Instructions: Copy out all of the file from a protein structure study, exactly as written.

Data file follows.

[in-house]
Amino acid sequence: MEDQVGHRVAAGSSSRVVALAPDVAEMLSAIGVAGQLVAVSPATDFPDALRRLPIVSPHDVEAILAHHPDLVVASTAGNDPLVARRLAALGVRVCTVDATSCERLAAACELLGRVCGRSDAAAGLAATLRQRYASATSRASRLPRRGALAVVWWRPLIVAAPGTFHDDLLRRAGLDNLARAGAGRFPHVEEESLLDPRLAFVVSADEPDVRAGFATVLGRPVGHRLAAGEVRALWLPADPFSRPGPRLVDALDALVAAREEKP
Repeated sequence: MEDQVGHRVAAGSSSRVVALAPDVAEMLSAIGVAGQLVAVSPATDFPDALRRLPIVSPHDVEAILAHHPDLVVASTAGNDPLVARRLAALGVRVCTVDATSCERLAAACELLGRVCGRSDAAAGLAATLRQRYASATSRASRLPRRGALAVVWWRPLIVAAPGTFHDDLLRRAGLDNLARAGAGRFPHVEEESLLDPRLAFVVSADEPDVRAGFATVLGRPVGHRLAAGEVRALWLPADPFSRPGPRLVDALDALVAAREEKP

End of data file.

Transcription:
[in-house]
Amino acid sequence: MEDQVGHRVAAGSSSRVVALAPDVAEMLSAIGVAGQLVAVSPATDFPDALRRLPIVSPHDVEAILAHHPDLVVASTAGNDPLVARRLAALGVRVCTVDATSCERLAAACELLGRVCGRSDAAAGLAATLRQRYASATSRASRLPRRGALAVVWWRPLIVAAPGTFHDDLLRRAGLDNLARAGAGRFPHVEEESLLDPRLAFVVSADEPDVRAGFATVLGRPVGHRLAAGEVRALWLPADPFSRPGPRLVDALDALVAAREEKP
Repeated sequence: MEDQVGHRVAAGSSSRVVALAPDVAEMLSAIGVAGQLVAVSPATDFPDALRRLPIVSPHDVEAILAHHPDLVVASTAGNDPLVARRLAALGVRVCTVDATSCERLAAACELLGRVCGRSDAAAGLAATLRQRYASATSRASRLPRRGALAVVWWRPLIVAAPGTFHDDLLRRAGLDNLARAGAGRFPHVEEESLLDPRLAFVVSADEPDVRAGFATVLGRPVGHRLAAGEVRALWLPADPFSRPGPRLVDALDALVAAREEKP